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  4. This represents only 9K tonnes of copper at todays prices and for a company that mines 200K tonnes a year.The Zambian on the ground pays 30% on all income and Companies pay 35% on all profits so do the maths we are being ripped off.

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  5. Yakima,

    A useful link on Investment Opportunities in the Zambia Power Market. Has very useful information and graphs. Worth checking it out. Incidentally useful presentation on farming and othe areas can also be accessed here.

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  6. The Zesco presentation is quite informative, it appears that with new mining operations set to increase demand by some 450Mw next year, and no new generation facilities due to come online prior to 2011, the next few years may be plagued by power shortages and/or price increases. Available transmission infrastructure limits import directions to two, via the DRC or via Zimbabwe, with connections to Namibia, Botswana, Tanzania and Malawi portions of the high voltage grid (220kV and above) still incomplete or only in the planning stages. The DRC is connected to the rest of the grid only through Zambia, and I doubt that they have excess capacity sufficient to make up the shortfall on their own. That leaves high voltage importation via Zimbabwe, and we all know what a mess their transmission grid has been of late. Not a pretty picture for the Zambian economy, at least over the near term.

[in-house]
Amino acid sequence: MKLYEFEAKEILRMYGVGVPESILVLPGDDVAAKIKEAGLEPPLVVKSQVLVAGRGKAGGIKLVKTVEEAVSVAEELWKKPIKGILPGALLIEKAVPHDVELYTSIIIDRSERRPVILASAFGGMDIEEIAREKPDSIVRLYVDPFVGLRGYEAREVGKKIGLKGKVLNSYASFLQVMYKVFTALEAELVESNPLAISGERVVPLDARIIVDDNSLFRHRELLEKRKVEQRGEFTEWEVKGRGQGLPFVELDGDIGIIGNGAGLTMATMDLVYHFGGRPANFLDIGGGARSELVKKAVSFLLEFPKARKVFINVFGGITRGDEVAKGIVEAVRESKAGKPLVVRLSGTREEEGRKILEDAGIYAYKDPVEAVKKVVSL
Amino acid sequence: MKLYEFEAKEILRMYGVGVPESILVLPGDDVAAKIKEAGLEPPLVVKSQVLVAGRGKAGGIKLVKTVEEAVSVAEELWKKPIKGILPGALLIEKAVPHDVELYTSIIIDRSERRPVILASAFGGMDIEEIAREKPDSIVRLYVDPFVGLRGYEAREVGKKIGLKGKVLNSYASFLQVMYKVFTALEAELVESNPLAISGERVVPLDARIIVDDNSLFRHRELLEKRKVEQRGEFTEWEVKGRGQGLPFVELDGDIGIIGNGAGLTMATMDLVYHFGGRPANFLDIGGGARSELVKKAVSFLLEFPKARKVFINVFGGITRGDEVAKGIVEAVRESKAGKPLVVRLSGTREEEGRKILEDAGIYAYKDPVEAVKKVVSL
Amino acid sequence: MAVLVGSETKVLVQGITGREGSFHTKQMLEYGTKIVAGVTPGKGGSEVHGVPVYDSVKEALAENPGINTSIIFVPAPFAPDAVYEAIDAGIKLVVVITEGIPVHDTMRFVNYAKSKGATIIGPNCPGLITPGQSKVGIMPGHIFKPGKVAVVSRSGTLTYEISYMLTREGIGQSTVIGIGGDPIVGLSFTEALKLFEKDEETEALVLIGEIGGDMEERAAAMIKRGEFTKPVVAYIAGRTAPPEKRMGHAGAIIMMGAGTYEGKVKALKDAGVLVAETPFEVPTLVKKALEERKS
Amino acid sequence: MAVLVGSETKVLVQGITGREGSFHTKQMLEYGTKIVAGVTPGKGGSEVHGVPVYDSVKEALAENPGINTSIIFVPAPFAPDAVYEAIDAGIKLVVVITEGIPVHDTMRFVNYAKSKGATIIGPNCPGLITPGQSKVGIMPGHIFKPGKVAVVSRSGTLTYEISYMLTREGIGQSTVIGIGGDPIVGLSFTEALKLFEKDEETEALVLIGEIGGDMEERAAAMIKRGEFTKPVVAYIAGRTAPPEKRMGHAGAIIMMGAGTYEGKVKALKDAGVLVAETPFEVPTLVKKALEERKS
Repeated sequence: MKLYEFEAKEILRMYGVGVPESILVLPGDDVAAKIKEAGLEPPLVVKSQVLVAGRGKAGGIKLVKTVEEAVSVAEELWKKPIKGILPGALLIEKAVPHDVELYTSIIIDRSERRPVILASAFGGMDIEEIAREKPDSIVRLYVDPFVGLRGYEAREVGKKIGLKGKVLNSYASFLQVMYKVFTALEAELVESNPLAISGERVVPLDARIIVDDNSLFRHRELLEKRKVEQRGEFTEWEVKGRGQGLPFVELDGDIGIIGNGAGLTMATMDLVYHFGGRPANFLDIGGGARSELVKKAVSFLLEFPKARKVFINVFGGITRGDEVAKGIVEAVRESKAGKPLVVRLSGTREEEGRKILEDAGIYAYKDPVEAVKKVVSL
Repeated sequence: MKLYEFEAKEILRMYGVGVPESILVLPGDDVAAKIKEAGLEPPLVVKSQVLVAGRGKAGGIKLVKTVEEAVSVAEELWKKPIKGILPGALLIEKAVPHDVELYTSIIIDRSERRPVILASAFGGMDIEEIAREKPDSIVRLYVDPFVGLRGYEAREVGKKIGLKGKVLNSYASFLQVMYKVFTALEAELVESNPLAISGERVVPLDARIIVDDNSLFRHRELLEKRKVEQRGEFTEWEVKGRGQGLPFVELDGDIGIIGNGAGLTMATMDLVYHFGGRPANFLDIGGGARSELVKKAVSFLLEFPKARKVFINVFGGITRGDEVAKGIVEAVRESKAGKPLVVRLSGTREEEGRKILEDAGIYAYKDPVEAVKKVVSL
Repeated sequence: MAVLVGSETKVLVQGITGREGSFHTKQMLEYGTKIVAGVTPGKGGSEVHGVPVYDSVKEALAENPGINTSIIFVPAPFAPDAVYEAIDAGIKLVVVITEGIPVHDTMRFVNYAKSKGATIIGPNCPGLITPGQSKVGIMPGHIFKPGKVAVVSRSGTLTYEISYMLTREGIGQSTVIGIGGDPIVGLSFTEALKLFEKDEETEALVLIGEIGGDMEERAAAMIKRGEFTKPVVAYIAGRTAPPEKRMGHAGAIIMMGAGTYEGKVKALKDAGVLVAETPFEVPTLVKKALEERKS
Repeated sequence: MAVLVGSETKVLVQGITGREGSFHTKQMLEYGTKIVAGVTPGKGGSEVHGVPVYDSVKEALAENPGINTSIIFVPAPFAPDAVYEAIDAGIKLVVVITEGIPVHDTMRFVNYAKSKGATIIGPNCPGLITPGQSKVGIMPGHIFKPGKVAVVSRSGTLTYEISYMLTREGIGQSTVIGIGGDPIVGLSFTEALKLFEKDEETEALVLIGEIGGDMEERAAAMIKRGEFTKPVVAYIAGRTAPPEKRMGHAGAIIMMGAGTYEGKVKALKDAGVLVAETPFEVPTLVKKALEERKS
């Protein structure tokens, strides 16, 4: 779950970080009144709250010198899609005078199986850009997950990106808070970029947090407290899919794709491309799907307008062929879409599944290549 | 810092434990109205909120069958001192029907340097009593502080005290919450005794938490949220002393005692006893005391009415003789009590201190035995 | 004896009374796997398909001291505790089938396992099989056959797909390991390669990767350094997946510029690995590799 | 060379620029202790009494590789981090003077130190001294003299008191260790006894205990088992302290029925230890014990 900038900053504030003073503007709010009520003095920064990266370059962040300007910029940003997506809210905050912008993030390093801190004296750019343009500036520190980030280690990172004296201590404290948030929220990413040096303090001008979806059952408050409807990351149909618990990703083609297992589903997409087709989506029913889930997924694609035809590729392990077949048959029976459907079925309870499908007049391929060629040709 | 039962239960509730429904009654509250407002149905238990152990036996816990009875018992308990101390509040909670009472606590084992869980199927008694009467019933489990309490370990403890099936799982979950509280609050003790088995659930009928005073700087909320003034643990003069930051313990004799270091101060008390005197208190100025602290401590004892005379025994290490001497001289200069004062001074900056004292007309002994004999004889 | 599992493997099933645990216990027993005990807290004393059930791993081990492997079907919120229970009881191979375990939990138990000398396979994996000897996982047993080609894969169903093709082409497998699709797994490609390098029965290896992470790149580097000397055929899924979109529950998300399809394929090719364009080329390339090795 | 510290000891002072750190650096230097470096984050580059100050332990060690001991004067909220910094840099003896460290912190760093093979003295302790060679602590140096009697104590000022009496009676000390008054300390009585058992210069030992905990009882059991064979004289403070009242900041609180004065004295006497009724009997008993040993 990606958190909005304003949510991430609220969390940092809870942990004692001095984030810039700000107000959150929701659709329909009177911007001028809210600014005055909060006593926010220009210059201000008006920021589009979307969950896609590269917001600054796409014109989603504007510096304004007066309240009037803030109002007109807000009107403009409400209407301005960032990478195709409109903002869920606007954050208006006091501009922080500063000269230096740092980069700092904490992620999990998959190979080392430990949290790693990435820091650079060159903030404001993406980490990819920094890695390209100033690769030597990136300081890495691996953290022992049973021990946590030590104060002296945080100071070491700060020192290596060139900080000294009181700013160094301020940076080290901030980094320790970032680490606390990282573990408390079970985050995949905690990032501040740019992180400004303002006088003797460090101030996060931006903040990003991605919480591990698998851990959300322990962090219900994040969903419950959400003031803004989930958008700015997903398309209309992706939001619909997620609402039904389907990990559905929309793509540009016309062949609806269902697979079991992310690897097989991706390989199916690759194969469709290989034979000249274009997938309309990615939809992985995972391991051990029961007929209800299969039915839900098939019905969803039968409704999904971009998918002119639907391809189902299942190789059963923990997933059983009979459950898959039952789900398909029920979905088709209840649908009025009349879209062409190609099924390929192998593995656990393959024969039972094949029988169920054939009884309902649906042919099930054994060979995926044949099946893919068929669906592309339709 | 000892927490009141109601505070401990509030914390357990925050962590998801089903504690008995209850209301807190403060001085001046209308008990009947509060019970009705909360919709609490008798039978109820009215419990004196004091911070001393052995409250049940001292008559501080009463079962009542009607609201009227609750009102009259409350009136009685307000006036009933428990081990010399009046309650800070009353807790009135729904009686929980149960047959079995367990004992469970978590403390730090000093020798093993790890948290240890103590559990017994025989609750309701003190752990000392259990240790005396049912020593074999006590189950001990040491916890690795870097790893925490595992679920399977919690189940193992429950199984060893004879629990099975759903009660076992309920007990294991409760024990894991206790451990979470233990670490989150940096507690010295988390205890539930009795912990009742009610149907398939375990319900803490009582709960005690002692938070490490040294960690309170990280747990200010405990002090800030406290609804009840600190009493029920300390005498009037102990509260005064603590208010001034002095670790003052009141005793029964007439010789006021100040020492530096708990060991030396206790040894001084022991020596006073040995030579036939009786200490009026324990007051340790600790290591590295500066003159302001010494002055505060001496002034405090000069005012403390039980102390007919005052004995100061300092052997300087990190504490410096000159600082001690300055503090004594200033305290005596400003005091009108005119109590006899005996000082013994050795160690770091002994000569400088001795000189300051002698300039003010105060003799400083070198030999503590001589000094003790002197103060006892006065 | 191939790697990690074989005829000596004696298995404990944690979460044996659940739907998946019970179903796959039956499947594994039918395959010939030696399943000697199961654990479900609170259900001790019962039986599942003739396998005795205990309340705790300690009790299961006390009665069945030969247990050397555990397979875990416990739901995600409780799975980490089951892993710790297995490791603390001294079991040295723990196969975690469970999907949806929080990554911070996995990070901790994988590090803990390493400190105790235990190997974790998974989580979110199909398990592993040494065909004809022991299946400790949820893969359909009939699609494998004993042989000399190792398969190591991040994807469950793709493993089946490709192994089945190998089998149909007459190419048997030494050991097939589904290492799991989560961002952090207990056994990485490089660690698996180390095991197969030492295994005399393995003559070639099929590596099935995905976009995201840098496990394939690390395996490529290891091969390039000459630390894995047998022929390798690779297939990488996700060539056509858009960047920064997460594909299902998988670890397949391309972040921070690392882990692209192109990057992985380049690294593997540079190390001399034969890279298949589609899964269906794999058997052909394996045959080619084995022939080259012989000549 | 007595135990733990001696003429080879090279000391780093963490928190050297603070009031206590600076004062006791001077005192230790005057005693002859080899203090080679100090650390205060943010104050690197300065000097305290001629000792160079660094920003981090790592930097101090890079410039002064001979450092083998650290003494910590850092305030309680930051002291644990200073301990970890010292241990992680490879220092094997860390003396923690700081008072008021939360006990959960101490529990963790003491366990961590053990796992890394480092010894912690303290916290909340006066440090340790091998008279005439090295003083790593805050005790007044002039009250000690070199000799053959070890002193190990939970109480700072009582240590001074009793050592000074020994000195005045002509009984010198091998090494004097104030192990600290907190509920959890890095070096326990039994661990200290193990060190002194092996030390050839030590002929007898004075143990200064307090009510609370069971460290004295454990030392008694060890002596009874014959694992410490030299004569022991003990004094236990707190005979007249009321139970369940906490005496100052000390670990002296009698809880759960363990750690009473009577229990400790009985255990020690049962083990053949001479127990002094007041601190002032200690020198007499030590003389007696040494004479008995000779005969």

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  7. A very accurate summary!
    It appears we are victims of our own success. There's no doubt any new significant mining developments in the regions must consider power generation. I cannot see any major expansions after Lumwana.

    I am looking at Northern Province and Luapula with Kalungwish River, Mambilima and Musonda Falls. The potential for Hydro is enormous. Incidentally these are the same areas need vast mineral expansion. The potential there is infinite.

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  8. And right on cue......Musonda falls needs K24b

    Musonda falls needs K24b
    Government is looking for K24 billion to buy a new hydro-power equipment at Musonda falls Power station.

    Energy Deputy Minister, Gaston Sichilima told Parliament that immediately funds are available, rehabilitation of the power station which was constructed in the 1950s will start.